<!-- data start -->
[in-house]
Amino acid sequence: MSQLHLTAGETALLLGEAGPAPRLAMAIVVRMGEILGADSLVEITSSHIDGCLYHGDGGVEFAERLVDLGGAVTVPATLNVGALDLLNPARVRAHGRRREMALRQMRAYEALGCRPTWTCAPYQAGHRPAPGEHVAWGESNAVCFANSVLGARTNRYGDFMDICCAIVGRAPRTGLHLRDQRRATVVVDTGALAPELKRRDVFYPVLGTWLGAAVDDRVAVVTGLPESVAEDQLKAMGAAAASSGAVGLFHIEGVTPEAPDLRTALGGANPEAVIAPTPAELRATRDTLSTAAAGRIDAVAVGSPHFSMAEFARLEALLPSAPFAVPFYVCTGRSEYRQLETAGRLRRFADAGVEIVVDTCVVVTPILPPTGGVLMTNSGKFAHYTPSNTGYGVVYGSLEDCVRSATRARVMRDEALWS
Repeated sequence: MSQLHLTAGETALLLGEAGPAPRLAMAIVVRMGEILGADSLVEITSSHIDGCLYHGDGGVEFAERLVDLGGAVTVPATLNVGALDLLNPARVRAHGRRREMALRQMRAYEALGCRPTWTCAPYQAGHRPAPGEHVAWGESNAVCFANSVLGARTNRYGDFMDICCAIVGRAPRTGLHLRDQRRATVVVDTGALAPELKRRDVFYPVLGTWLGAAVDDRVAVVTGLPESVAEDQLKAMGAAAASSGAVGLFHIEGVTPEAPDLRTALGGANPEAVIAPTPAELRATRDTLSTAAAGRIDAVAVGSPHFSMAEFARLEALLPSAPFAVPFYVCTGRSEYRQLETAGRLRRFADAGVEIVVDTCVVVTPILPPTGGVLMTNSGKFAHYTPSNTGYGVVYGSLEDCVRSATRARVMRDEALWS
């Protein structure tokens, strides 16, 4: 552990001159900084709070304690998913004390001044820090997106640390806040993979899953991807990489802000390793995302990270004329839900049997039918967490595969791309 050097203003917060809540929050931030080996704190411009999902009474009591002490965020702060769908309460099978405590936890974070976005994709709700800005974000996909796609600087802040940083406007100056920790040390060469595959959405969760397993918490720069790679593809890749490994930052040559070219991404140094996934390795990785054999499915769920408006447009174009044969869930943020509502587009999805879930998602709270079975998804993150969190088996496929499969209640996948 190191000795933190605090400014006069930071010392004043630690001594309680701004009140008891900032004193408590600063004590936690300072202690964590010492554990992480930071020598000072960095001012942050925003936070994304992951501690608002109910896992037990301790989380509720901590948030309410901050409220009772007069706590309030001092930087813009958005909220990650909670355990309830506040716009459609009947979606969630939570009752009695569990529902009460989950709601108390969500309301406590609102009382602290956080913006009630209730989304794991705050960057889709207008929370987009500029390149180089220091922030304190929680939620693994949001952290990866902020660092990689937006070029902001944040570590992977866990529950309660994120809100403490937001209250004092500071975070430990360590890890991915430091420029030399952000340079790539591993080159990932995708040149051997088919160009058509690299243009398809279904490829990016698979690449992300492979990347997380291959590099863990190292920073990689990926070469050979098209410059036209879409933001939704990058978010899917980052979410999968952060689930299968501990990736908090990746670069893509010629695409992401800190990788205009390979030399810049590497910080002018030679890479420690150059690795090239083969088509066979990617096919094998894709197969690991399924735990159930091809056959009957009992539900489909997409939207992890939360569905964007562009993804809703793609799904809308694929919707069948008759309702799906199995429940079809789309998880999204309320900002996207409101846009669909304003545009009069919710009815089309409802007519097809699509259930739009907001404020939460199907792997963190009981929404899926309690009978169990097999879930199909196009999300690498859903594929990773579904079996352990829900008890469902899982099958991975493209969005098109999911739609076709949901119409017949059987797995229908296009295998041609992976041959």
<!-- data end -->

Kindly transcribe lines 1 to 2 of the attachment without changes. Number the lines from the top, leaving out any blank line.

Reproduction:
[in-house]
Amino acid sequence: MSQLHLTAGETALLLGEAGPAPRLAMAIVVRMGEILGADSLVEITSSHIDGCLYHGDGGVEFAERLVDLGGAVTVPATLNVGALDLLNPARVRAHGRRREMALRQMRAYEALGCRPTWTCAPYQAGHRPAPGEHVAWGESNAVCFANSVLGARTNRYGDFMDICCAIVGRAPRTGLHLRDQRRATVVVDTGALAPELKRRDVFYPVLGTWLGAAVDDRVAVVTGLPESVAEDQLKAMGAAAASSGAVGLFHIEGVTPEAPDLRTALGGANPEAVIAPTPAELRATRDTLSTAAAGRIDAVAVGSPHFSMAEFARLEALLPSAPFAVPFYVCTGRSEYRQLETAGRLRRFADAGVEIVVDTCVVVTPILPPTGGVLMTNSGKFAHYTPSNTGYGVVYGSLEDCVRSATRARVMRDEALWS